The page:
Farmer’s Carry

When we speak of GPP (General Physical Preparedness), the first thing that comes to my mind is “functional” exercise. The farmer’s carry is the epitome of functional exercise. Every single person who goes shopping, especially for groceries, performs farmer’s carries. It is a very simple exercise: you pick up some really heavy objects and you walk with with them. Yet as simple as the exercise is, the benefits are substantial. Amongst the benefits are HUGE increase in grip strength and midline stabilization. No other exercise targets the grips more than the Farmer’s Carry. An athlete is often limited in the weight of many of their lifts by their grip strength. The handles used, often times allow us to load our bodies with more weight than we could deadlift, because of the height at which the handles are set. At the beginning of the carry, you are at greater mechanical advantage compared to that of a traditional deadlift. All of the flexor and extensor muscles of the forearm are engaged in order to pick that weight up. The Farmer’s carry is also great for developing core strength and improve midline stabilization. Once you stand with that weight and begin to walk, almost every single muscle in the body works together in order stabilize the body. It helps teach optimal alignment of the body, where you can maximize movement efficiency.

Sandbag Front Squat

The sandbag front squat is one of the most effective strength exercises yet one of the most under utilized exercises. The sandbag front can be performed many ways. The most common is the “bear hug” version of the sandbag front squat. This involves lapping the sand bag and wrapping your arms around the sand bag. The benefits of performing the sandbag front squat include increased strength in the posterior chain. The sandbag front squat serves as a great corrective exercise for those who struggle with a barbell front squat. A barbell front squat requires a tremendous amount of thoracic, shoulder and hip mobility. The sandbag allows for weight to be front-loaded while keeping the shoulders in a neutral position. The sandbag will increase midline stabilization and help athletes in keeping an upright/vertical torso while performing a front loaded squat. This exercise also helps athletes with keeping their weight on their heels and tracking the knees to the outside and over the center of the foot.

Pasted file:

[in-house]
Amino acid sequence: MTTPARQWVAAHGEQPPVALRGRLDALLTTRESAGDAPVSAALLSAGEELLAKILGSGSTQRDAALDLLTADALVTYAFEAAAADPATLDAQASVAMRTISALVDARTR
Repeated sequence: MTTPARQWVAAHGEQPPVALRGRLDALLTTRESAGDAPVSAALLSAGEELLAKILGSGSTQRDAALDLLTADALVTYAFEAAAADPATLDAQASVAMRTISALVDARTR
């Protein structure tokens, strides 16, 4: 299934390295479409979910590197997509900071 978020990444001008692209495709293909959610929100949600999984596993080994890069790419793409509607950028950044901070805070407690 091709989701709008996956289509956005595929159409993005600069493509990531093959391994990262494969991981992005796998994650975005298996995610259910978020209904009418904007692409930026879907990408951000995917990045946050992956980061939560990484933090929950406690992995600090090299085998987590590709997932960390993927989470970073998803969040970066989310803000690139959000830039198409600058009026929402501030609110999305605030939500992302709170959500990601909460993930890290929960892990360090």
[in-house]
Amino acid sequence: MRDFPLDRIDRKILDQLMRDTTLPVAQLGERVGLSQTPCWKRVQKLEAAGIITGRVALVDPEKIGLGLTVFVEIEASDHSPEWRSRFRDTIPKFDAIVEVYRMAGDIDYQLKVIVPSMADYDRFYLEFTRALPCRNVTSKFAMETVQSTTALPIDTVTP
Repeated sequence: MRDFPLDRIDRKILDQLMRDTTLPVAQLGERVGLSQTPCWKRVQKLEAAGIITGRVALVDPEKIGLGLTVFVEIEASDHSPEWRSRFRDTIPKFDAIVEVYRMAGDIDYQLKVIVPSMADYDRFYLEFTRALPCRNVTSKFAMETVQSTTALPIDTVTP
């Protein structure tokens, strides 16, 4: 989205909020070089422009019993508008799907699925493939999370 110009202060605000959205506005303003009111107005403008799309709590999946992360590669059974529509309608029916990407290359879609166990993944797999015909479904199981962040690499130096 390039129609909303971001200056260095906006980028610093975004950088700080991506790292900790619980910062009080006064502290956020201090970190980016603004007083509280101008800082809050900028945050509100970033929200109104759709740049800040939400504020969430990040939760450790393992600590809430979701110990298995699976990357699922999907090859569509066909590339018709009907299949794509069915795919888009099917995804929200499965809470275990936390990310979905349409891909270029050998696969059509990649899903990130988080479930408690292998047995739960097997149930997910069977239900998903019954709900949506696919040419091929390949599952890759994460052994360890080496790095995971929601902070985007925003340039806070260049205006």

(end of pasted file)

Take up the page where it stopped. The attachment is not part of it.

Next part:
Atlas Stone Ground-to-Shoulder

The atlas stone “Ground-to-Shoulder(GTS)” is another foundational movement of Strongman 101. The GTS is similar to the log in the mechanics of movement, but is a much more awkward in shape. The GTS is performed by deadlifting the atlas stone into a lap position, coiling the hips, and then violently extending the hips, causing the stone to roll up the body and on to the shoulder. During the GTS, the entire posterior muscular chain(glutes, hamstrings, back, and calves) is fires to allow the body to go into “quadruple extension”, or extension of the ankles, knees, hips, and back. On top of explosive power development, training with an atlas stone will also help develop one of the most ignored components of training, grip strength. Often times, are failed because our grips give out on us. Simply picking up a stone will develope a tremendous amount of grip strength as you have to “squeeze” the stone as it is brought to the lap position.

Log Clean & Press

The Log Clean and Press is a great exercise for those looking to increase strength and power in the lower, mid-, and upper body. The hips are “coiled” then violently extended so that the log rolls up the torso into a front rack position. The energy is transferred from the glutes and hamstrings at the hip, through the mid-section as the log is cleaned. The large diameter of the log changes the center of gravity so that the majority of weight is shifted further in front of the body, compared to that of a traditional barbell front rack. This shift in the center of gravity increases midline stabilization and thus increased core strength. The log also teaches us to have a “perfect” vertical dip position. The knees are tracked to the outside and over the center of the foot, so that the chest remains in a vertical position in order to keep the log over the frontal plane and maximize efficiency during the press. The neutral grip within the log keeps the shoulders safe and makes it easier for anybody who suffers from poor shoulder mobility or pain during traditional barbell presses.

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